On several occasions, specific industrial policy measures have been taken by the Swedish government to support industries with low and decreasing international competitiveness. In the 1970s, considerable industrial support was given to the steel, clothing, and marine industries when they faced large-scale failures, but the measures turned out to be futile. As a consequence, Swedish policy has to a large extent returned to the basic policy principles of free trade, so in the current globalization trends Swedish policy is almost completely free from protectionist and direct job-protection arguments. There have, however, been a number of initiatives to improve Swedish competitiveness and counteract the negative impact of offshoring. They are all related to a new national innovation strategy advanced in the spring of 2004, which has three fundamental points: technological development and R&D as the key to Swedish competitiveness, investments in large-scale public-private partnerships to achieve centers of excellence in R&D for specifically targeted industries, and reorganization and increased funding for R&D startups and growth of small and medium-sized research-driven companies. Software is not explicitly mentioned in the plan. In Sweden, software development and production is primarily embedded in other manufacturing or service-providing value chains.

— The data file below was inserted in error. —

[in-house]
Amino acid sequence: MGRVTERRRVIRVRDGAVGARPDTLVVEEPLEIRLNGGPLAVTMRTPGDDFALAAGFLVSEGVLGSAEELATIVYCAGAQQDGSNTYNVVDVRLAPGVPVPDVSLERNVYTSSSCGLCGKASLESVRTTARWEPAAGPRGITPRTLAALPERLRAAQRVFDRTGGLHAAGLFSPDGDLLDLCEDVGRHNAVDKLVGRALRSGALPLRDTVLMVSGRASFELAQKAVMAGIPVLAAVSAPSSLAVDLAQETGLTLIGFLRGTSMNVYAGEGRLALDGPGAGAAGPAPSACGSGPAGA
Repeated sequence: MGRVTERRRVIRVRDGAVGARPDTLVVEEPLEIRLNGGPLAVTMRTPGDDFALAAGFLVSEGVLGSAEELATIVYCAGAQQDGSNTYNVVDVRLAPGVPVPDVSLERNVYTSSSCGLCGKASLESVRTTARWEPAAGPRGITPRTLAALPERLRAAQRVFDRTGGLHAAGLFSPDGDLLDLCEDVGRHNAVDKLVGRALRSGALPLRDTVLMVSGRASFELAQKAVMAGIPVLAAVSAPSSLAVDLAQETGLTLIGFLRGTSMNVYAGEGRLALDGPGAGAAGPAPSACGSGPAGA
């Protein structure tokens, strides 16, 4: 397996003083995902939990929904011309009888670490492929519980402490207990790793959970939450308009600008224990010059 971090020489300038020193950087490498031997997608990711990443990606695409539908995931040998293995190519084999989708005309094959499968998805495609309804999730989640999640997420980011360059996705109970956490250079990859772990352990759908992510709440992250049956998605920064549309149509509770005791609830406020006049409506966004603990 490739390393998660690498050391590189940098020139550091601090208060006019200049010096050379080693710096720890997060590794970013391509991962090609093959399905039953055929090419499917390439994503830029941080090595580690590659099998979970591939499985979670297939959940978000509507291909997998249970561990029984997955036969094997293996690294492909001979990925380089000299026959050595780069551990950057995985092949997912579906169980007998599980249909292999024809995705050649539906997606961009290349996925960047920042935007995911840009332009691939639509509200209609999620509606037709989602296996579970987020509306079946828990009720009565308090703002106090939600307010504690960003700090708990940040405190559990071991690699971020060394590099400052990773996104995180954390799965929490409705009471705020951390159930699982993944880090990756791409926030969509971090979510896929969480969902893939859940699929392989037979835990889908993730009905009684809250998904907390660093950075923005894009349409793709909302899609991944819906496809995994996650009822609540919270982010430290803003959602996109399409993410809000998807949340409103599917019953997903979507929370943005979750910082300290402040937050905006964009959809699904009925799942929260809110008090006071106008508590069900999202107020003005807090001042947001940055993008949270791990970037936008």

Turning now to the developing countries that export software service work, there have been significant policy issues at the national and state levels that have shaped the climate for the Indian offshoring industry. These include regulatory policy as it affects foreign direct investment, taxation, building an infrastructure, protecting intellectual policy, data protection and privacy, and education and training policy.